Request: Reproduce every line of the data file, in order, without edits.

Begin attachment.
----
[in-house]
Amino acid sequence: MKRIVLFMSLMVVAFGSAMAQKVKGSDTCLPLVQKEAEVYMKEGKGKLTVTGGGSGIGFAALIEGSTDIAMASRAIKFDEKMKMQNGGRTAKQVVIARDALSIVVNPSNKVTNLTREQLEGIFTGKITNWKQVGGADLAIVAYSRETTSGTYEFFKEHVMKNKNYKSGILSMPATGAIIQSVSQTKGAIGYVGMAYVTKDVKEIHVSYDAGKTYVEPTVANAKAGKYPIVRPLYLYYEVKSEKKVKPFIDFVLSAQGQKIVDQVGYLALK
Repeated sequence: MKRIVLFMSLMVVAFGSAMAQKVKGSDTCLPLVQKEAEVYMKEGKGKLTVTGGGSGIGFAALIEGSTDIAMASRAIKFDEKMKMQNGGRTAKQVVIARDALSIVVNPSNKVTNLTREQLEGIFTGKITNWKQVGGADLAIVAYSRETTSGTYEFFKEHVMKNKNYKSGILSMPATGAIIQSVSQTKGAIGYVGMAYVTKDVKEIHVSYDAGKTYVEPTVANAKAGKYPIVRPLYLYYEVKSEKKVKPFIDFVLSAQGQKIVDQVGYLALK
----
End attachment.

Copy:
[in-house]
Amino acid sequence: MKRIVLFMSLMVVAFGSAMAQKVKGSDTCLPLVQKEAEVYMKEGKGKLTVTGGGSGIGFAALIEGSTDIAMASRAIKFDEKMKMQNGGRTAKQVVIARDALSIVVNPSNKVTNLTREQLEGIFTGKITNWKQVGGADLAIVAYSRETTSGTYEFFKEHVMKNKNYKSGILSMPATGAIIQSVSQTKGAIGYVGMAYVTKDVKEIHVSYDAGKTYVEPTVANAKAGKYPIVRPLYLYYEVKSEKKVKPFIDFVLSAQGQKIVDQVGYLALK
Repeated sequence: MKRIVLFMSLMVVAFGSAMAQKVKGSDTCLPLVQKEAEVYMKEGKGKLTVTGGGSGIGFAALIEGSTDIAMASRAIKFDEKMKMQNGGRTAKQVVIARDALSIVVNPSNKVTNLTREQLEGIFTGKITNWKQVGGADLAIVAYSRETTSGTYEFFKEHVMKNKNYKSGILSMPATGAIIQSVSQTKGAIGYVGMAYVTKDVKEIHVSYDAGKTYVEPTVANAKAGKYPIVRPLYLYYEVKSEKKVKPFIDFVLSAQGQKIVDQVGYLALK